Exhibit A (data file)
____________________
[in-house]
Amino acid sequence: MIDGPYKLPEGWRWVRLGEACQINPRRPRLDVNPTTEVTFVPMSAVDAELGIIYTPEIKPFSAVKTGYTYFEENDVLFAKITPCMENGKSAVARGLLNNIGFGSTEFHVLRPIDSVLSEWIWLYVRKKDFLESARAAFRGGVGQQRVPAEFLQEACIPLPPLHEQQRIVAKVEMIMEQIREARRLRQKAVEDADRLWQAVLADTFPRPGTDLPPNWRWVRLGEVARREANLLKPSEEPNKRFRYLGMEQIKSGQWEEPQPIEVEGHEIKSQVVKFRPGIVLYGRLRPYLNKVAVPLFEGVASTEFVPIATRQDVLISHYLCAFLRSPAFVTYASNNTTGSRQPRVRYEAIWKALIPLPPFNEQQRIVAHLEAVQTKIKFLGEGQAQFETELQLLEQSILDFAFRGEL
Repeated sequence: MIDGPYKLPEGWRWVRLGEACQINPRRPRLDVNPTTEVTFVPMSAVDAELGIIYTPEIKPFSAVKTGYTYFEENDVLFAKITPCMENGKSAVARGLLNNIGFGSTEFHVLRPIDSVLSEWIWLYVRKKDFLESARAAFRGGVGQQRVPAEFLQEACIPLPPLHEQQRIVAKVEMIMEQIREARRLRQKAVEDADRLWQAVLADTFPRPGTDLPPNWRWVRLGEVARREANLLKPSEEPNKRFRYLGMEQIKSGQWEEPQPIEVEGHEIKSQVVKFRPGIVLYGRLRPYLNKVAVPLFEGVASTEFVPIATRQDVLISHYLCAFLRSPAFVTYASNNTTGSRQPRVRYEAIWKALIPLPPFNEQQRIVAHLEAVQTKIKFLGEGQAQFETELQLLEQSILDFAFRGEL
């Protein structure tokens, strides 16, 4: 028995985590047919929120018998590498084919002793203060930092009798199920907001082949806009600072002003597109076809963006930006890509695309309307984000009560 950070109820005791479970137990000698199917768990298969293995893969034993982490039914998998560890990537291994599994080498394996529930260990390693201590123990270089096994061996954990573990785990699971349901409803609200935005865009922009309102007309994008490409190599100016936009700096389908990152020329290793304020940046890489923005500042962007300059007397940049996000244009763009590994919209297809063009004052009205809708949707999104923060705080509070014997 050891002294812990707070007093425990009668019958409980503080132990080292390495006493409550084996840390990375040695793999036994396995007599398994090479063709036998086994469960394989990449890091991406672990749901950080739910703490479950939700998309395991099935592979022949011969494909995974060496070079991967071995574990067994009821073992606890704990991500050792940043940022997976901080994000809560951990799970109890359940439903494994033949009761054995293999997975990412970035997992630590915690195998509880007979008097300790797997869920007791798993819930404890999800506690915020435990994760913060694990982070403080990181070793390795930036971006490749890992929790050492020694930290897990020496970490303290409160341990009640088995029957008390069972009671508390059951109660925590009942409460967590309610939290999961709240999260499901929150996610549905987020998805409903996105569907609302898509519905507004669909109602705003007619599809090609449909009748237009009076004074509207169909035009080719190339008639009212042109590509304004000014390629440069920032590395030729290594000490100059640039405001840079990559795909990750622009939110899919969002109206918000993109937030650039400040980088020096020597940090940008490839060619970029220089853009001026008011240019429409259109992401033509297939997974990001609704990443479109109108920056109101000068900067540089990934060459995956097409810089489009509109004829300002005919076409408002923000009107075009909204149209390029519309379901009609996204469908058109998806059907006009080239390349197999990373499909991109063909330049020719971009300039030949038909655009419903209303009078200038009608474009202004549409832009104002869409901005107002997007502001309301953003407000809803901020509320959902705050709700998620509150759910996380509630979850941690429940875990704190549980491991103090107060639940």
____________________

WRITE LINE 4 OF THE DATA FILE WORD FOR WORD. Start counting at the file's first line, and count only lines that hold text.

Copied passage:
């Protein structure tokens, strides 16, 4: 028995985590047919929120018998590498084919002793203060930092009798199920907001082949806009600072002003597109076809963006930006890509695309309307984000009560 950070109820005791479970137990000698199917768990298969293995893969034993982490039914998998560890990537291994599994080498394996529930260990390693201590123990270089096994061996954990573990785990699971349901409803609200935005865009922009309102007309994008490409190599100016936009700096389908990152020329290793304020940046890489923005500042962007300059007397940049996000244009763009590994919209297809063009004052009205809708949707999104923060705080509070014997 050891002294812990707070007093425990009668019958409980503080132990080292390495006493409550084996840390990375040695793999036994396995007599398994090479063709036998086994469960394989990449890091991406672990749901950080739910703490479950939700998309395991099935592979022949011969494909995974060496070079991967071995574990067994009821073992606890704990991500050792940043940022997976901080994000809560951990799970109890359940439903494994033949009761054995293999997975990412970035997992630590915690195998509880007979008097300790797997869920007791798993819930404890999800506690915020435990994760913060694990982070403080990181070793390795930036971006490749890992929790050492020694930290897990020496970490303290409160341990009640088995029957008390069972009671508390059951109660925590009942409460967590309610939290999961709240999260499901929150996610549905987020998805409903996105569907609302898509519905507004669909109602705003007619599809090609449909009748237009009076004074509207169909035009080719190339008639009212042109590509304004000014390629440069920032590395030729290594000490100059640039405001840079990559795909990750622009939110899919969002109206918000993109937030650039400040980088020096020597940090940008490839060619970029220089853009001026008011240019429409259109992401033509297939997974990001609704990443479109109108920056109101000068900067540089990934060459995956097409810089489009509109004829300002005919076409408002923000009107075009909204149209390029519309379901009609996204469908058109998806059907006009080239390349197999990373499909991109063909330049020719971009300039030949038909655009419903209303009078200038009608474009202004549409832009104002869409901005107002997007502001309301953003407000809803901020509320959902705050709700998620509150759910996380509630979850941690429940875990704190549980491991103090107060639940």